Fairness and Equality

Sunday November 11, 2007
 

A few months back, I came up with a profile, well, a profile of sorts detailing the weaknesses of my family. We all bitch and moan about certain things in life, and one thing you’ll eventually notice is that the bitching and moanings correspond to a value that you hold dearly.

For instance, my dad bitches and moans about people not doing things right. He’s ex-HR and an ex-engineering so processes are dear to him. He cares about processes. So I said to him, “That’s your problem, you think people care.”
My mum, on the other hand, is an incredibly creative person who adores thinking up of new solutions. She gets frustrated with people when they sort of just give up when a problem is presented to them. Callously, I said, “That’s your problem Umi, you think people think.”

My aunt once overheard me saying this and asked me what my problem was. “All of the above?” she asked, laughing. I shook my head, no. I’ve thought about my problem for a long time and I’ve come down this: “I think people have ethics.”

Or more specifically, I think people care about ethics as much as I do. I am not ashamed to admit, that I care about political correctness and ethics more than most. Most of my articles that I mark as favourite tend to centre on the debate of ethics, of what is right and what is wrong. I want to do things the right way, morally and ethically because it matters to me, not because it’s the in thing.

When I come across something plainfully unethical, honestly, I lose it. I know it is a bit presumptious of me to behave in such a manner. Why should anyone subscribe to my beliefs and my values? To each his own.

This is where I believe the law and the constitution comes in. We all have various values and various morals that we subscribe to. As an economics and a politics student (lawyers, be forewarned, this is a political interpretation, rather than a lawyerly one), I subscribe to the belief that the law is a set of rules that has been collectively made and implemented by society (or representatives of society, democratically or by merit chosen) to uphold justice, fairness and equality. We may not agree to every law written but we abide by it as citizens and our duty as citizens. Because we believe that there is more to the law than just the written word. The law encapsulates the values of justice, fairness and equality.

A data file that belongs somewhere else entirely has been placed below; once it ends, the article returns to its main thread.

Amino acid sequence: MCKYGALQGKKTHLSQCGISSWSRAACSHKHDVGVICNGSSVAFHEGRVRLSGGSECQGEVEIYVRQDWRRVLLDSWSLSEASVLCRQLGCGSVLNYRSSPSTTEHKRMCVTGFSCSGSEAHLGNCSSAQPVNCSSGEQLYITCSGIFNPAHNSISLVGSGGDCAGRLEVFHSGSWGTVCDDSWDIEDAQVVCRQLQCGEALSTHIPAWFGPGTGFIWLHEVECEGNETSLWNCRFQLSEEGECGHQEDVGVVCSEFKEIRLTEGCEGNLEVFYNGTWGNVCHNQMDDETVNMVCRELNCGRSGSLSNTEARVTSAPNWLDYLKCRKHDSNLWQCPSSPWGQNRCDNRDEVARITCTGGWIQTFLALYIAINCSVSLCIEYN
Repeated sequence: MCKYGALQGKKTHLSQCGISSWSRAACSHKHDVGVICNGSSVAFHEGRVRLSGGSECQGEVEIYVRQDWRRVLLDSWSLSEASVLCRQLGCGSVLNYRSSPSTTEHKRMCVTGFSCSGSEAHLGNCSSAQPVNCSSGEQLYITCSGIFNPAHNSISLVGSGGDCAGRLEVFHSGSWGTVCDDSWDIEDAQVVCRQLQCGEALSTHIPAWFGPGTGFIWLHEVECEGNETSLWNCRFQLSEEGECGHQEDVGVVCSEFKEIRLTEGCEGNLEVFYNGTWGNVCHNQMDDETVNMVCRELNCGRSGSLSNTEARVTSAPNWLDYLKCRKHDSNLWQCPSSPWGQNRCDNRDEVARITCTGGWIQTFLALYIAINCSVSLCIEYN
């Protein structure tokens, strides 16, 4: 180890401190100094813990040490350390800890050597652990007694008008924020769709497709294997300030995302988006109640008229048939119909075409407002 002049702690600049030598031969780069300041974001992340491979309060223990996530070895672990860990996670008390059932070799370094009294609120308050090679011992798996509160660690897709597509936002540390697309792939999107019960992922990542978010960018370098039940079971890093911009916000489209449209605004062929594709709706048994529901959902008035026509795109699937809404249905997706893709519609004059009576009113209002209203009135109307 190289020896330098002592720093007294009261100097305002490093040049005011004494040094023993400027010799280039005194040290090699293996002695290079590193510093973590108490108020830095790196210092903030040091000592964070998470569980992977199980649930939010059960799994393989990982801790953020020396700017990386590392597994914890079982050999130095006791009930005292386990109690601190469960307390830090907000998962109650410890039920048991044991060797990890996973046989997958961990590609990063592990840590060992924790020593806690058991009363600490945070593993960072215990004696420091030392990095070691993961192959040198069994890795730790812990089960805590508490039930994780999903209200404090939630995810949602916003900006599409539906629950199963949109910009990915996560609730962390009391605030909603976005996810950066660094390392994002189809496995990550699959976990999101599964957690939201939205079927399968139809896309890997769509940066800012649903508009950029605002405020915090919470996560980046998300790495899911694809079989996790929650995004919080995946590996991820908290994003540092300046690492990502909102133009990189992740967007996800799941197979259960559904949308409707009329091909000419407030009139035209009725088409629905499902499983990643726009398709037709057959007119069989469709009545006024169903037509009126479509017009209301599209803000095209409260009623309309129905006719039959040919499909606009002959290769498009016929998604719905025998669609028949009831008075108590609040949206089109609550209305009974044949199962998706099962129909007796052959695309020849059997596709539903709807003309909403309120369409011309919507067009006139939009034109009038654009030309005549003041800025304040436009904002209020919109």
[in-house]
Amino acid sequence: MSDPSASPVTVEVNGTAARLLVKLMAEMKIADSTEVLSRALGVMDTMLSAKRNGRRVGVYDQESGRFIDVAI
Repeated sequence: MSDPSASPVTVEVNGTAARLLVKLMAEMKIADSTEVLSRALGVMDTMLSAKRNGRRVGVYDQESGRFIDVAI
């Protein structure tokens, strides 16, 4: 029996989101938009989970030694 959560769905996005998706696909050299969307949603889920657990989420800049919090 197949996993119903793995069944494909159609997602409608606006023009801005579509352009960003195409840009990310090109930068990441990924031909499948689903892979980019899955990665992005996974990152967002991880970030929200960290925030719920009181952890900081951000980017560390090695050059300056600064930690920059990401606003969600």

What am I getting at? Oh yes, the law encapsulating the values of justice, fairness and equality. When you work with the law, be it as a lawyer, or an upholder of the law, the police, a referee etc, it is more than just the technicalities of the rule that you must abide by. You must imbue the spirit. You must take it in you, function by it and live and breathe it. It is not enough to be seen as acting fair or ethical. You must be seen and act in fairness.

In the wise words of Sam Tyler, as the police, you must be whiter than white, you must uphold the law and do things the right way

It goes beyond the job and the law, acting in fairness. We live by a code of conduct, ethics and morals that are unwritten but is the glue that holds society together. I can always give more candy or more money to my favourite niece over my other nieces and nephews, but is that fair? It’s not against the law but it’s certainly unfair. I am discriminating someone based on my irrational like for a particular child. Wr I can always pop over to Eizwan’s place and start raiding his fridge because his mum told me to make yourself at home. Is it wrong? Yes. Against the law? No.

See where I’m getting at? Ethics and morals, fairness and justice are what keeps a community functioning. They’re not always right and they have to be challenged and corrected. But it is a spirit that must be imbued, cherished and upheld.

When you’re a party to the law, you are the deputy to the law. The end does not justify the means for you. It certainly doesn’t. The spirit of right and wrong has to go all the way because you have to be fair. You just can’t be seen to act in fairness and not act fairly. You can’t get a fair result by acting unfairly. Think Gene Hunt. Is he right to be beating someone into a confession? No. He got results, but he did it the wrong way.

That’s why, I find it ironic when someone in a position of power, like a regulator or a referee starts screaming of the top of her head about abiding by the law when she herself is unable to do so, even in the smallest things. Do you not think the smallest thing matters? Sure you don’t kill, but when it comes to playing unfairly, you certainly don’t mind because it ain’t against the law. Who cares if the spirit of it all is unfair. But does it matter? Oh yes, it does, incredibly. In your arrogance, you forget that if you are unable to imbue the most important value that makes you a wonderful regulator or referee, you lose. People look up to you and society will mimic your own lawlessness. And you scream and shout again, wondering why things never change for the better.

My mistake is losing it when you display your arrogance, berating me for not understanding. It is not I who do not understand. It is you. It is not me that should cower in your awesome anger. It is you who should be pitied for not ever understanding the game in the first place.

Posted 11/11/2007 at 10:22 PM
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